• Frostbiten, a 2006 Swedish comedy vampire film with a subplot about a young man's transformation into a vampire, which pays homage to An American Werewolf in London.
  • The Mummy, a 2017 reboot of The Mummy franchise which also borrows elements from the film.


  1. ^ "AN AMERICAN WEREWOLF IN LONDON (X)". British Board of Film Classification. September 15, 1981. Retrieved February 6, 2016. 
  2. ^ a b "An American Werewolf in London". American Film Institute. Retrieved October 1, 2016. 
  3. ^ "An American Werewolf in London, Box Office Information". The Numbers. Retrieved March 7, 2012. 
  4. ^ a b c "Rewind: An American Werewolf in London still howlingly good". Toronto Star, Bruce DeMaraEntertainment Sun., June 26, 2016. Page E4
  5. ^ Berardinelli, James (2000). "An American Werewolf in London review". Reelviews. Retrieved 2009-07-26. 
  6. ^ An Interview with John Landis featurette on the American Werewolf in London DVD
  7. ^ Peary, Danny (1988). Cult Movies 3. New York: Simon & Schuster Inc. pp. 15–19. ISBN 0-671-64810-1. 
  8. ^ The Entertainment Weekly Guide to the Greatest Movies Ever Made. New York: Warner Books. 1996. p. 123. ISBN 978-0446670289. 
  9. ^ "An American Werewolf in London film locations". The Worldwide Guide To Movie Locations. 9 July 2014. Retrieved 2014-10-14. 
  10. ^ Derek Pykett (2 July 2008). British Horror Film Locations. McFarland. pp. 12–. ISBN 978-0-7864-5193-7.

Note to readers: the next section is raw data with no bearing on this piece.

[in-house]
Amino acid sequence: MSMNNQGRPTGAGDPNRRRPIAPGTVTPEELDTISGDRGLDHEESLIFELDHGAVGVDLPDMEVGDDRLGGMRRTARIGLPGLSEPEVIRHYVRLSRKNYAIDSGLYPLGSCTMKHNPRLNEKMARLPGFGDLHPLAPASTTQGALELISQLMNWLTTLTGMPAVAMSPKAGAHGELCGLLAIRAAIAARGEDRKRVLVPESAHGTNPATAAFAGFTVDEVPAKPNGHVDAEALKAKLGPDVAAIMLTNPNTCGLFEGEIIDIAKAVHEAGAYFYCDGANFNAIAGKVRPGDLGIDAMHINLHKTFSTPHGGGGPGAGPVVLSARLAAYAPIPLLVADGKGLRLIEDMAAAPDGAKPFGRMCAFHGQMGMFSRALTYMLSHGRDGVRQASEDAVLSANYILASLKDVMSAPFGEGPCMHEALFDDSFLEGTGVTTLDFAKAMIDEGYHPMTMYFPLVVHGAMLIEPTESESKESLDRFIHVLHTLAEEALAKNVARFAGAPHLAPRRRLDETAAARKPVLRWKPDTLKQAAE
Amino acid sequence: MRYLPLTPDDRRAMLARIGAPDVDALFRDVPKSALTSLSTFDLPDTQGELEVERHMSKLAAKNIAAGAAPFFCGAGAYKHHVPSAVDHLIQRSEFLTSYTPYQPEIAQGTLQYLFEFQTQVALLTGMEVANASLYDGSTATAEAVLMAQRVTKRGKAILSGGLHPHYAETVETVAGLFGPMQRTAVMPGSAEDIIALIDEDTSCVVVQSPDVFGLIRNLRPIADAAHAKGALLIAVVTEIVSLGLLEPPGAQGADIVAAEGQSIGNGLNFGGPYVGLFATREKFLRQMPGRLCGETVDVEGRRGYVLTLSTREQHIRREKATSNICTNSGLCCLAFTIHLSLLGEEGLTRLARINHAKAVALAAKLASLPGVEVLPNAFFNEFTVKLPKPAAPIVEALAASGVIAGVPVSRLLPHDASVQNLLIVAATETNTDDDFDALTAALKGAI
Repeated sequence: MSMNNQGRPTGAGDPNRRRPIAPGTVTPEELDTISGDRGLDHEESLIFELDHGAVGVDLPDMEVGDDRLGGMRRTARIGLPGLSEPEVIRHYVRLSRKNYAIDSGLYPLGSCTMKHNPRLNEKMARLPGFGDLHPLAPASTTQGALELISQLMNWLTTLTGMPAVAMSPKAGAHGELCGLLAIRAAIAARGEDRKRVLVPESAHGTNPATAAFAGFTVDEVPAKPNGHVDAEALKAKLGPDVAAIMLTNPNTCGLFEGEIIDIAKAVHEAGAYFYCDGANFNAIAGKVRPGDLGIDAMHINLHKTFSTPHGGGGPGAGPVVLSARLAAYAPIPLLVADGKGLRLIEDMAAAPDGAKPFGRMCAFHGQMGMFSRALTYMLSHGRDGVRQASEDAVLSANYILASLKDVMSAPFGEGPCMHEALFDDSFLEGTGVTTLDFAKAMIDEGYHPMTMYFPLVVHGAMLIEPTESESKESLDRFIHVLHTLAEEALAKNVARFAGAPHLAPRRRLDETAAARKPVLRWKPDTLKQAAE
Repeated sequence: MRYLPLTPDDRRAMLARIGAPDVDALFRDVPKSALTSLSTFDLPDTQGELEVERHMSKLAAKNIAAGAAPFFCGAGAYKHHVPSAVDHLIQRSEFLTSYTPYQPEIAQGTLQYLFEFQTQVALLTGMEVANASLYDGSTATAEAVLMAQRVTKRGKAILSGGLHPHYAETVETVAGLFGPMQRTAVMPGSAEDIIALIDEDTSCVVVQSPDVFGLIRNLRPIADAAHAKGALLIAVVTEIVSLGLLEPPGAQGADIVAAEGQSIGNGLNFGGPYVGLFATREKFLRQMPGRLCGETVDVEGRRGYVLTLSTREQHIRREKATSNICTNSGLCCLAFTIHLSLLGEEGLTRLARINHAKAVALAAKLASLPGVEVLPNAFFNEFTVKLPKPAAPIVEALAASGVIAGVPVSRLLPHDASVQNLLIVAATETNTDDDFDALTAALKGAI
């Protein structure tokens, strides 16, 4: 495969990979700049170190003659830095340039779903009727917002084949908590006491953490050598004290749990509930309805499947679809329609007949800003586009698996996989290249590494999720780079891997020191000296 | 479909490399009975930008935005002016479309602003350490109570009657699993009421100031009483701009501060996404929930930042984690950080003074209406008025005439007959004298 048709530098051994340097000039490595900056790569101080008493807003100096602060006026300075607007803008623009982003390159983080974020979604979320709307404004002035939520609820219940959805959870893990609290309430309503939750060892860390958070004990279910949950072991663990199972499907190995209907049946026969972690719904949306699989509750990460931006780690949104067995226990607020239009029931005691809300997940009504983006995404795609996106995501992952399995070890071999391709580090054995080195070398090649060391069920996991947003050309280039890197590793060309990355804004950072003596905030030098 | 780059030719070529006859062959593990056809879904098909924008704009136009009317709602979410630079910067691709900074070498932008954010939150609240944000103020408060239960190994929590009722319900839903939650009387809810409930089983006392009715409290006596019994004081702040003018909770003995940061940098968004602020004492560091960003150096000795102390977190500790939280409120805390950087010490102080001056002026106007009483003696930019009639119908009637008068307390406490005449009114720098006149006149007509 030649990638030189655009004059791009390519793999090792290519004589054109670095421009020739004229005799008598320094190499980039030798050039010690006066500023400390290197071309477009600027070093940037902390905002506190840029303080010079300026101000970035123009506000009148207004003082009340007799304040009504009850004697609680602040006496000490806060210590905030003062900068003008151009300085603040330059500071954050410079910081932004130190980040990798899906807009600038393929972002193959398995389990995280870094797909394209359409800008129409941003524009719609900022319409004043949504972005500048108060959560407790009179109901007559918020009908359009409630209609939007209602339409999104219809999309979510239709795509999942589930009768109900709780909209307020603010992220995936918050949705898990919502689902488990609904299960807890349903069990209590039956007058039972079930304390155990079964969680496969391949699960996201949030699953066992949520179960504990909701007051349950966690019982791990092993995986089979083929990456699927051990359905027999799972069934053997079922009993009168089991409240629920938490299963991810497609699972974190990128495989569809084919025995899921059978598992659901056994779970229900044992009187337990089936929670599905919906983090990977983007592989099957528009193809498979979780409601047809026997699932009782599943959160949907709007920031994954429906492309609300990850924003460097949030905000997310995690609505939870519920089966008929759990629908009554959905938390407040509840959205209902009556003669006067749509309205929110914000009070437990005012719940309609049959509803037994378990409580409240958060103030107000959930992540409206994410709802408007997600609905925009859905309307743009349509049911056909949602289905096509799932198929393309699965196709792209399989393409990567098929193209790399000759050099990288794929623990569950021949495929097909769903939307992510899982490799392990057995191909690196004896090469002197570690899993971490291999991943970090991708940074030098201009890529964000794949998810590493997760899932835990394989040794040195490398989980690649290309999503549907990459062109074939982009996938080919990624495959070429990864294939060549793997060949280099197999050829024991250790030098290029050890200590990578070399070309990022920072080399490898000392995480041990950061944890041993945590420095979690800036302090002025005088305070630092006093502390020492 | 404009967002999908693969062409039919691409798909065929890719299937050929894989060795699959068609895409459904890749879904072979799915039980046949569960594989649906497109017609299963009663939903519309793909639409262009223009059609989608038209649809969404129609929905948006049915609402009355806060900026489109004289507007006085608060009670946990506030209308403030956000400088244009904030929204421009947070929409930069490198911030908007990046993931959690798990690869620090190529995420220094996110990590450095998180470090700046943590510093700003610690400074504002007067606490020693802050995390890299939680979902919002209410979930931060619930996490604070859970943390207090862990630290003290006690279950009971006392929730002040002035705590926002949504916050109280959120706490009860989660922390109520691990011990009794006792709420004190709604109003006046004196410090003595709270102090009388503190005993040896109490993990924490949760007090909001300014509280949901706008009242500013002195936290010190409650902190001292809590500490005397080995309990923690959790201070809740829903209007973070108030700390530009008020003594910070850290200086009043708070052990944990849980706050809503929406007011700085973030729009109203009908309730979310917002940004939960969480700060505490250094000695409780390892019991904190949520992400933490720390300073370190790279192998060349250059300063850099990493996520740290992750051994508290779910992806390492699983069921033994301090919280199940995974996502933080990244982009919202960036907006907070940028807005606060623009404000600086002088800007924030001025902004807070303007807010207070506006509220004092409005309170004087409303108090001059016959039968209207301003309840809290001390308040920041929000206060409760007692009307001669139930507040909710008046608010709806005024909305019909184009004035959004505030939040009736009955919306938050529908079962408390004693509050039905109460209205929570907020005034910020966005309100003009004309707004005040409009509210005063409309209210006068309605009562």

11. ^ Jones, Steven; Forrest J. Ackerman (2000). The Essential Monster Movie Guide. Billboard Book. p. 34. ISBN 978-0-8230-7936-0. 
  12. ^ Hollywood and All That,"The mystery of the missing music cue or how an American werewolf in London lost its bite", December 14, 2013
  13. ^ "An American Werewolf in London (1981)". Box Office Mojo. IMDB. Retrieved 2010-08-07. 
  14. ^ "An American Werewolf in London". Rotten Tomatoes. Flixster. Retrieved 2013-04-01. 
  15. ^ "Review of An American Werewolf in London". Retrieved 14 October 2014. 
  16. ^ Huddleston, Tom (October 27, 2009). "An American Werewolf in London (Re-release)". Time Out. Retrieved June 22, 2015. 
  17. ^ Halliwell, Leslie (1997). Halliwell's Film and Video Guide (13th ed.). Harper Collins. ISBN 0-00-638868-X. 
  18. ^ Roger Ebert (January 1, 1981). "An American Werewolf in London". Chicago Sun-Times. Retrieved October 14, 2014. 
  19. ^ Retrieved 2016-09-12
  20. ^ McNary, Dave (June 29, 2009). "'Werewolf' remake in development". Variety. Retrieved 2014-10-14. 
  21. ^
  22. ^
  23. ^ Evans, Alan (8 November 2016). "An American Werewolf in London to be remade by original director's son". The Guardian. Guardian Media Group. Retrieved 23 December 2016. 
  24. ^ "An American Werewolf in London coming to Blu-ray". HD Report. July 13, 2009. Retrieved 2009-07-26. 
  25. ^ "An American Werewolf In London - Special Edition DVD 1981: David Naughton, Don McKillop, Frank Oz, Linzi Drew, Jenny Agutter, Griffin Dunne, John Woodvine, Brian Glover, Rik Mayall, David Schofield, Lila Kaye, Paul Kernber, John Landis: DVD". Retrieved 2010-08-07. 
  26. ^

External links[edit]